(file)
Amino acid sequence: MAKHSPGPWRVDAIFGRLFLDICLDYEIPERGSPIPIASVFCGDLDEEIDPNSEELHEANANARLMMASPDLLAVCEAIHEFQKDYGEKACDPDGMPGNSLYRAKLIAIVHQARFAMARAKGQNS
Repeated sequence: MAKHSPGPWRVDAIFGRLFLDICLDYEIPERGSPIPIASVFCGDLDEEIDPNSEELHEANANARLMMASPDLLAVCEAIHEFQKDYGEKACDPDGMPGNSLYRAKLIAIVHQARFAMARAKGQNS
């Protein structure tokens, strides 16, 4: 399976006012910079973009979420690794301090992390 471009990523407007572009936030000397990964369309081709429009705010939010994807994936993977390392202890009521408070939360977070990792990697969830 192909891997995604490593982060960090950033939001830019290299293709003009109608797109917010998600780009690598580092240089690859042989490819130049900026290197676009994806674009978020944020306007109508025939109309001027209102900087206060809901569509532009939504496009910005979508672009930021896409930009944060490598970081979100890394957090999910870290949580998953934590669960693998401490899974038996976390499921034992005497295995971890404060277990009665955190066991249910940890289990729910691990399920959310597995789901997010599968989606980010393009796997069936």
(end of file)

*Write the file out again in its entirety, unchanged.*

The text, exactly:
Amino acid sequence: MAKHSPGPWRVDAIFGRLFLDICLDYEIPERGSPIPIASVFCGDLDEEIDPNSEELHEANANARLMMASPDLLAVCEAIHEFQKDYGEKACDPDGMPGNSLYRAKLIAIVHQARFAMARAKGQNS
Repeated sequence: MAKHSPGPWRVDAIFGRLFLDICLDYEIPERGSPIPIASVFCGDLDEEIDPNSEELHEANANARLMMASPDLLAVCEAIHEFQKDYGEKACDPDGMPGNSLYRAKLIAIVHQARFAMARAKGQNS
């Protein structure tokens, strides 16, 4: 399976006012910079973009979420690794301090992390 471009990523407007572009936030000397990964369309081709429009705010939010994807994936993977390392202890009521408070939360977070990792990697969830 192909891997995604490593982060960090950033939001830019290299293709003009109608797109917010998600780009690598580092240089690859042989490819130049900026290197676009994806674009978020944020306007109508025939109309001027209102900087206060809901569509532009939504496009910005979508672009930021896409930009944060490598970081979100890394957090999910870290949580998953934590669960693998401490899974038996976390499921034992005497295995971890404060277990009665955190066991249910940890289990729910691990399920959310597995789901997010599968989606980010393009796997069936």